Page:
Joshua Garrett’s paintings portray the damage of assimilation and the ‘Powers That Be’ through haunting portraits of American Indians.
Combining lines and shapes with distorted images of indigenous cultural past, the art of Joshua Garrett, Muscogee/Seminole, casts a spell over viewers. His work explores the intersection of themes like conflicted spirituality, cultural isolation, over consumption and being deaf.
Garrett primarily works with oil pastel over acrylic. “Sometimes I’ll throw in some spray paint,” he said. Some of Garrett’s portraits of Natives play off the “dark and sad” images of American Indians by Edward Curtis. Curtis’ 2,000-plus staged photographs of First Nations peoples from 80 tribes portray Indians as a “vanishing race.” Many people argue that Curtis’ representations of indigenous culture as a vestige of the past have detrimentally impacted mainstream society’s perception of native people.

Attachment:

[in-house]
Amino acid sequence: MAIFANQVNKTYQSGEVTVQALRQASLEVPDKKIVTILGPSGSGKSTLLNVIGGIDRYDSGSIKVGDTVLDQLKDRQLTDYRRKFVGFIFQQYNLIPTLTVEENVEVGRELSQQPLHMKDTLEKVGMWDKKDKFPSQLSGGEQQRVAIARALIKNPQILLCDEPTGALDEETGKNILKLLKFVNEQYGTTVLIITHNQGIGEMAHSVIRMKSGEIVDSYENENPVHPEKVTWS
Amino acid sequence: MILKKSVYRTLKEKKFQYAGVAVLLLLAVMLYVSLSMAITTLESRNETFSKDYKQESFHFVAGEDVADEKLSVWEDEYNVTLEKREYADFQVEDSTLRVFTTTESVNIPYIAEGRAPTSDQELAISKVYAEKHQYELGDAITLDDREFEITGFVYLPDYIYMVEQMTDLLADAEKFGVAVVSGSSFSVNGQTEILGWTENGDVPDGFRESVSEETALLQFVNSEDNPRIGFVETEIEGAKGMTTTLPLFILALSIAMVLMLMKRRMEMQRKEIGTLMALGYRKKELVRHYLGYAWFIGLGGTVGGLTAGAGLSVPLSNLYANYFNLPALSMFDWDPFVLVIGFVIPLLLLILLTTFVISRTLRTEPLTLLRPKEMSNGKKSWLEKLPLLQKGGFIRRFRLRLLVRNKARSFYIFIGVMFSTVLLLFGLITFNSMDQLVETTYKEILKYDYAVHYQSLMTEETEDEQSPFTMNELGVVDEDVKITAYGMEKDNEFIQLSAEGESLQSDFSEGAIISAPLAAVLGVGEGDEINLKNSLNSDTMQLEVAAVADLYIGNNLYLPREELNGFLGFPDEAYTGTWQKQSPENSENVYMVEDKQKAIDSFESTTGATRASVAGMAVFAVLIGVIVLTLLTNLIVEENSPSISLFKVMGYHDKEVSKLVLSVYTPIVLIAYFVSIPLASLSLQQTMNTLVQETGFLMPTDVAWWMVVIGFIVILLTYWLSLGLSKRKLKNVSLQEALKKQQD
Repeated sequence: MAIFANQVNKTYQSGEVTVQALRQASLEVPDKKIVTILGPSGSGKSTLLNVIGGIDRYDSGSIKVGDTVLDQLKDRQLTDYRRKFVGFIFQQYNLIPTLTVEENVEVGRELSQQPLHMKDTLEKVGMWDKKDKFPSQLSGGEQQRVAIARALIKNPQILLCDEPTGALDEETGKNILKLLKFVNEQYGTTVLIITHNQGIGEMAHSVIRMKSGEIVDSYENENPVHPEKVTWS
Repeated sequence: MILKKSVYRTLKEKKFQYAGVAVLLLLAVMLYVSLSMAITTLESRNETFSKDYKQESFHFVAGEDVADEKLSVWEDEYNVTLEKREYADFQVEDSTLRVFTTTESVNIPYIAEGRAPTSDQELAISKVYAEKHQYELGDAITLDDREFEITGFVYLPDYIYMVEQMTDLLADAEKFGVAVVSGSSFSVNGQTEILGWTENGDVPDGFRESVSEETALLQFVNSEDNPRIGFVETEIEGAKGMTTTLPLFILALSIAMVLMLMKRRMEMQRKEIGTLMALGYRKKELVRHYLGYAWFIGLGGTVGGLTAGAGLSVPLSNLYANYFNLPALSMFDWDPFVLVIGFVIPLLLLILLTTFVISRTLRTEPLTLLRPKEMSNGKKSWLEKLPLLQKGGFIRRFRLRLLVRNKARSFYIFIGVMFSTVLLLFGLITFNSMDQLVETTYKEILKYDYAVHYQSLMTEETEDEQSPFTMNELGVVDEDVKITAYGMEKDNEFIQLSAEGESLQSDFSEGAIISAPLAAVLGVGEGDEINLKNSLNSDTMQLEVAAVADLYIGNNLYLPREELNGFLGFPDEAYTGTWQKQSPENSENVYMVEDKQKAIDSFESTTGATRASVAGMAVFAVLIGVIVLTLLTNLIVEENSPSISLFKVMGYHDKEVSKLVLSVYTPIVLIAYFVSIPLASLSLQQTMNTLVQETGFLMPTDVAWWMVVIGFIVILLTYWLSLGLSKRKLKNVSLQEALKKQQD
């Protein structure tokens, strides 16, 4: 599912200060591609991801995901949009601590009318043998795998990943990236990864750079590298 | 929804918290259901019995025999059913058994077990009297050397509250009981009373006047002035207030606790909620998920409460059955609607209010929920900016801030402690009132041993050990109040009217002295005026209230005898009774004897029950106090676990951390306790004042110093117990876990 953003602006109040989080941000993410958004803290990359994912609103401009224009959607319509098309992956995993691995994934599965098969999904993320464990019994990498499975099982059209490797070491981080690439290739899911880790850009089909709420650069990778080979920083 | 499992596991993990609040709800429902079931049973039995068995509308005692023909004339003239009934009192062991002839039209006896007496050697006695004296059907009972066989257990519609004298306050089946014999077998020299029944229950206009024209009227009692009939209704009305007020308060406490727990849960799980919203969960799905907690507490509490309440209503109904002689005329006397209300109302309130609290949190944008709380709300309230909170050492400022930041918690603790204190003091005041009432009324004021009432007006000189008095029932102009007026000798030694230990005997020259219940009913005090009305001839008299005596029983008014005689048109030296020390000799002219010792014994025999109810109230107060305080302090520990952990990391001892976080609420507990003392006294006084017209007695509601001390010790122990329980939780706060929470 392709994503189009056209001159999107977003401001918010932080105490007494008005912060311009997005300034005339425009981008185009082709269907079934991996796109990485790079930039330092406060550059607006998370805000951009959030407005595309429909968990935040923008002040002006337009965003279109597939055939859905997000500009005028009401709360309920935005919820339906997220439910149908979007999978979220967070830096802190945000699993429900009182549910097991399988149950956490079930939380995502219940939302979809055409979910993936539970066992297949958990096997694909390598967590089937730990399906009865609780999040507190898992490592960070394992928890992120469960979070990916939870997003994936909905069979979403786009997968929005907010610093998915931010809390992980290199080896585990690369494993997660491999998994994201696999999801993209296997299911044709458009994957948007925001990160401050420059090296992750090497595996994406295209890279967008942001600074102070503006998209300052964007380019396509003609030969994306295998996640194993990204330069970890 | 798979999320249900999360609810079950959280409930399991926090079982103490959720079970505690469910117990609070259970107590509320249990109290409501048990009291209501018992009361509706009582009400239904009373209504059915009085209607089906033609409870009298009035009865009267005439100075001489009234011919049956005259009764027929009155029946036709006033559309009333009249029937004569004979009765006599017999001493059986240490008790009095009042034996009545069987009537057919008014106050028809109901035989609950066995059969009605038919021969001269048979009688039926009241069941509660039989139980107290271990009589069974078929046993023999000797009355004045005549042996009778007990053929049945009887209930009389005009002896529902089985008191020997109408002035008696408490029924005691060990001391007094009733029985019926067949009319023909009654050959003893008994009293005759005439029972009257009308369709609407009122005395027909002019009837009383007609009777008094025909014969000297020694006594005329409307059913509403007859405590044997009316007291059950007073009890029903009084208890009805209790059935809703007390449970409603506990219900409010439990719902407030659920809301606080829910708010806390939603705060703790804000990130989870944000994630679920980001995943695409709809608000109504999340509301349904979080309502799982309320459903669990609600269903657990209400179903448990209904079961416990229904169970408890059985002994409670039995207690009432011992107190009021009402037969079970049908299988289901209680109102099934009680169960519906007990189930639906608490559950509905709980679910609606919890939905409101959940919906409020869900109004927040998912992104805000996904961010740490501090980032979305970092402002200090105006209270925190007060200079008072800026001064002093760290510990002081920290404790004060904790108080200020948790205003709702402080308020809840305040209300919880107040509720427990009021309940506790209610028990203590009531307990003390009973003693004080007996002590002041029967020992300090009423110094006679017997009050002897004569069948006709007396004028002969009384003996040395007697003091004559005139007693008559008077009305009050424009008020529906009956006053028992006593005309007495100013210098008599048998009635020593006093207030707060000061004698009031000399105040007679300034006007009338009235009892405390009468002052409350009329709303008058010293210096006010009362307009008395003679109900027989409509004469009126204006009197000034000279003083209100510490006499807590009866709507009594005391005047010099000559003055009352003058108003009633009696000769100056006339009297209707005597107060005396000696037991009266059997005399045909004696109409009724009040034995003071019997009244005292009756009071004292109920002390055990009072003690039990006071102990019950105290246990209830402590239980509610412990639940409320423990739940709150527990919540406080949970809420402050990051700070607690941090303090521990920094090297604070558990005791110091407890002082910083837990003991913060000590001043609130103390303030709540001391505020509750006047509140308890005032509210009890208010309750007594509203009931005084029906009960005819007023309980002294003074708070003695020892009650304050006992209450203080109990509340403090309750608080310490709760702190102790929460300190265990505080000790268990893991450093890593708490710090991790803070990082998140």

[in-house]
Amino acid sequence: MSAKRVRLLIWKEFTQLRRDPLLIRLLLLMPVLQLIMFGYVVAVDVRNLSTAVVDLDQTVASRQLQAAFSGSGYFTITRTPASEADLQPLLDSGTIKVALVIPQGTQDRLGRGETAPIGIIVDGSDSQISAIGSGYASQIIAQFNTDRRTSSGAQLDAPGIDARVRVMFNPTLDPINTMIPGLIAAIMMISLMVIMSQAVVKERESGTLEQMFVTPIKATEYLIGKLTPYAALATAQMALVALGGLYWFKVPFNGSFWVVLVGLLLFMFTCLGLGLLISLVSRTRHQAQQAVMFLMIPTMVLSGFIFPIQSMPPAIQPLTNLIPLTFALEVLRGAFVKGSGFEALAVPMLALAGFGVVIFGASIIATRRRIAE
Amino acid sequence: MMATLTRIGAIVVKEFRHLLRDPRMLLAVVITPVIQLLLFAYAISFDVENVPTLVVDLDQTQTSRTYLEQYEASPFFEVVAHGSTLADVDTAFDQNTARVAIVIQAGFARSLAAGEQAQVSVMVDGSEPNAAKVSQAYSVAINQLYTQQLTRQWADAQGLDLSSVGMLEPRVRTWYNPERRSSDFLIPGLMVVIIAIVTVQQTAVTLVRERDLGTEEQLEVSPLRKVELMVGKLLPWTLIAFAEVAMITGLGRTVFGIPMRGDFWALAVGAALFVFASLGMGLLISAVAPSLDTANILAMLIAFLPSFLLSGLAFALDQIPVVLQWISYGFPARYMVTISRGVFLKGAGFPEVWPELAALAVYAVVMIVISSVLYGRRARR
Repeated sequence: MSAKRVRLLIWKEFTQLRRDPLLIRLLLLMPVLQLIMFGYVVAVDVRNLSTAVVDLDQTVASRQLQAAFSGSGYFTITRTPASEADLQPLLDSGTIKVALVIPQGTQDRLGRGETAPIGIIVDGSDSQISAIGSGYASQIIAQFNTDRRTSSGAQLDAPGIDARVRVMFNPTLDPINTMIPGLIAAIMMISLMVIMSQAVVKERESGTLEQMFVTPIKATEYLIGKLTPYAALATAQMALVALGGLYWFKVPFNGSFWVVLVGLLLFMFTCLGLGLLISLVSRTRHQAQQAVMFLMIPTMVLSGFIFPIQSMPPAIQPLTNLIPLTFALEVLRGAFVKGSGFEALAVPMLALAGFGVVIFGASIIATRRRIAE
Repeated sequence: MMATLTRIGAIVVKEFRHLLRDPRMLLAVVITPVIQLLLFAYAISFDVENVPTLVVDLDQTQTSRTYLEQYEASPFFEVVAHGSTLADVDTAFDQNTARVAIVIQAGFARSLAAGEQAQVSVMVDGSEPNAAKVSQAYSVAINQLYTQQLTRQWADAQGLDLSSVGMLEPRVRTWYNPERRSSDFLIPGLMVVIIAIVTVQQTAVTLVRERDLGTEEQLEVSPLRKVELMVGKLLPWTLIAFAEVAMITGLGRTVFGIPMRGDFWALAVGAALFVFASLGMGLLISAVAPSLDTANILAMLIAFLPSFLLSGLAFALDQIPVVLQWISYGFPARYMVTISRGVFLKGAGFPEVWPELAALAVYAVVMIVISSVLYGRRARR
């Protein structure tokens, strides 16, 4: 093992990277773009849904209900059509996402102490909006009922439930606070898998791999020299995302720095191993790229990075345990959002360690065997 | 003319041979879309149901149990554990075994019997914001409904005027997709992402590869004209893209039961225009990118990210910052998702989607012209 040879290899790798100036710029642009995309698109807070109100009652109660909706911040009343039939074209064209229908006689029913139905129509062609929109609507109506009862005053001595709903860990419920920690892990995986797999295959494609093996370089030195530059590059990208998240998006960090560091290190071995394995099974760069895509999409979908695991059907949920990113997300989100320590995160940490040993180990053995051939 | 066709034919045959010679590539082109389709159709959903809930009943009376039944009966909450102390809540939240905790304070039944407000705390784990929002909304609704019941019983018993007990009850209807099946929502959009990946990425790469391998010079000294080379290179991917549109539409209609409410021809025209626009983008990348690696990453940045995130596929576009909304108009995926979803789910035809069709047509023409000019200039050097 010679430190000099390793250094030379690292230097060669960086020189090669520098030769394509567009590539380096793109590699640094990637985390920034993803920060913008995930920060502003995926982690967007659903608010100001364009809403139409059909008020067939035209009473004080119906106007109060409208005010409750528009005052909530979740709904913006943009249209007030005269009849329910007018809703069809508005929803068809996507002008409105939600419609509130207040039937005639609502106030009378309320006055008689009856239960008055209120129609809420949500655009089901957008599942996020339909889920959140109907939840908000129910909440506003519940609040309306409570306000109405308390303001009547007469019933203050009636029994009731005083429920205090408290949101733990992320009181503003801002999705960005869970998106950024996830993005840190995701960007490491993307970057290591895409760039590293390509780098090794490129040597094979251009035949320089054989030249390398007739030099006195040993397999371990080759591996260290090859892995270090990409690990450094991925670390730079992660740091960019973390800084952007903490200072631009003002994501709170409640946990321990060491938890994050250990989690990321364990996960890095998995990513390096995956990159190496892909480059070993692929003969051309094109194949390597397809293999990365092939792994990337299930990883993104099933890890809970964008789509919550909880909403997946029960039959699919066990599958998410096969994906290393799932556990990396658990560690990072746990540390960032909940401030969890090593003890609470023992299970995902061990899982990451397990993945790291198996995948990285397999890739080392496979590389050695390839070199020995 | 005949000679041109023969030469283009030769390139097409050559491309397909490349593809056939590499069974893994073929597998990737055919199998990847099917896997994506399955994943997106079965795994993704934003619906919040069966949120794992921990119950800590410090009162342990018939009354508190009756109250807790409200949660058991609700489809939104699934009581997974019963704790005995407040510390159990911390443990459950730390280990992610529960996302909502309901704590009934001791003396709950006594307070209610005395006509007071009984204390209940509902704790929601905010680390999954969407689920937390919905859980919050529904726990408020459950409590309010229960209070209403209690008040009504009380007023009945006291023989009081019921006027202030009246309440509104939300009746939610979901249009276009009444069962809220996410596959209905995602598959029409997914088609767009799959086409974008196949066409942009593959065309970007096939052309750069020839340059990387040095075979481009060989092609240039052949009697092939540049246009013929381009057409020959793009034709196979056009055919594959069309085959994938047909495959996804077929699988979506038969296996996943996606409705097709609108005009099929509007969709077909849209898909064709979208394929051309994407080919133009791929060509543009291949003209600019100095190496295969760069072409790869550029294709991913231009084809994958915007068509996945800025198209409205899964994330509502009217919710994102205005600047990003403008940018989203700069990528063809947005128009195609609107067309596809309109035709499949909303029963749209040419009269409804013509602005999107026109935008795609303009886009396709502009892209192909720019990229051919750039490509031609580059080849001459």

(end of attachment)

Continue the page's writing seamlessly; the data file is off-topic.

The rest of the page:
It’s a busy weekend ahead for Garrett in Oklahoma City. He’ll be representing his art at the Native Popopening tonight at Paseo Plunge. Friday, July 7, marks the return of the Native Pop exhibit to Oklahoma City, to the same gallery where it debuted in July 2016. Since then, Native Pop has toured the country, most recently circulating in Minnesota. Among other cities, Native Pop hits Brooklyn and Chicago this fall.